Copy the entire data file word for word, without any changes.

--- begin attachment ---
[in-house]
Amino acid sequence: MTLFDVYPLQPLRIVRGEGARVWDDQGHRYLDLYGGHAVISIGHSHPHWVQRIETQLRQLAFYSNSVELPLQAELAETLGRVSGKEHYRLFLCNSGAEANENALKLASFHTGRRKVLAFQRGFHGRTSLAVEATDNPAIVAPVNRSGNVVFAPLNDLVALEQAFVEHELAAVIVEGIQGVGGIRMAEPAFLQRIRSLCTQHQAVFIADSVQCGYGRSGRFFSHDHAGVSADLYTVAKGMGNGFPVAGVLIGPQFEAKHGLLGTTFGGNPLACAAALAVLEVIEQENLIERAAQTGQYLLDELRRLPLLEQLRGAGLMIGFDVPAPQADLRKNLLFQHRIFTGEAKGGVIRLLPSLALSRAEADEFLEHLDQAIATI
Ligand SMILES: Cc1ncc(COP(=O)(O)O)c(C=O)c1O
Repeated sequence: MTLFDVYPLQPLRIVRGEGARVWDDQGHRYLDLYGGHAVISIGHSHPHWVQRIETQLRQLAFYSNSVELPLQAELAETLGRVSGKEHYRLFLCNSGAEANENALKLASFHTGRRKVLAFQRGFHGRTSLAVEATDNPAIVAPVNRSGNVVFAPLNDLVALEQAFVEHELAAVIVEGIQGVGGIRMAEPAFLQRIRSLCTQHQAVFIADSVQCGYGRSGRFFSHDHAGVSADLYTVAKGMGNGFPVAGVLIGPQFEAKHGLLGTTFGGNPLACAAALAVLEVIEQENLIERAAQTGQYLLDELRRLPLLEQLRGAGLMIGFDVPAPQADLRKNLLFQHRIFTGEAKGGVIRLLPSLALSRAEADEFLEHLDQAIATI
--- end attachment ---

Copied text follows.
[in-house]
Amino acid sequence: MTLFDVYPLQPLRIVRGEGARVWDDQGHRYLDLYGGHAVISIGHSHPHWVQRIETQLRQLAFYSNSVELPLQAELAETLGRVSGKEHYRLFLCNSGAEANENALKLASFHTGRRKVLAFQRGFHGRTSLAVEATDNPAIVAPVNRSGNVVFAPLNDLVALEQAFVEHELAAVIVEGIQGVGGIRMAEPAFLQRIRSLCTQHQAVFIADSVQCGYGRSGRFFSHDHAGVSADLYTVAKGMGNGFPVAGVLIGPQFEAKHGLLGTTFGGNPLACAAALAVLEVIEQENLIERAAQTGQYLLDELRRLPLLEQLRGAGLMIGFDVPAPQADLRKNLLFQHRIFTGEAKGGVIRLLPSLALSRAEADEFLEHLDQAIATI
Ligand SMILES: Cc1ncc(COP(=O)(O)O)c(C=O)c1O
Repeated sequence: MTLFDVYPLQPLRIVRGEGARVWDDQGHRYLDLYGGHAVISIGHSHPHWVQRIETQLRQLAFYSNSVELPLQAELAETLGRVSGKEHYRLFLCNSGAEANENALKLASFHTGRRKVLAFQRGFHGRTSLAVEATDNPAIVAPVNRSGNVVFAPLNDLVALEQAFVEHELAAVIVEGIQGVGGIRMAEPAFLQRIRSLCTQHQAVFIADSVQCGYGRSGRFFSHDHAGVSADLYTVAKGMGNGFPVAGVLIGPQFEAKHGLLGTTFGGNPLACAAALAVLEVIEQENLIERAAQTGQYLLDELRRLPLLEQLRGAGLMIGFDVPAPQADLRKNLLFQHRIFTGEAKGGVIRLLPSLALSRAEADEFLEHLDQAIATI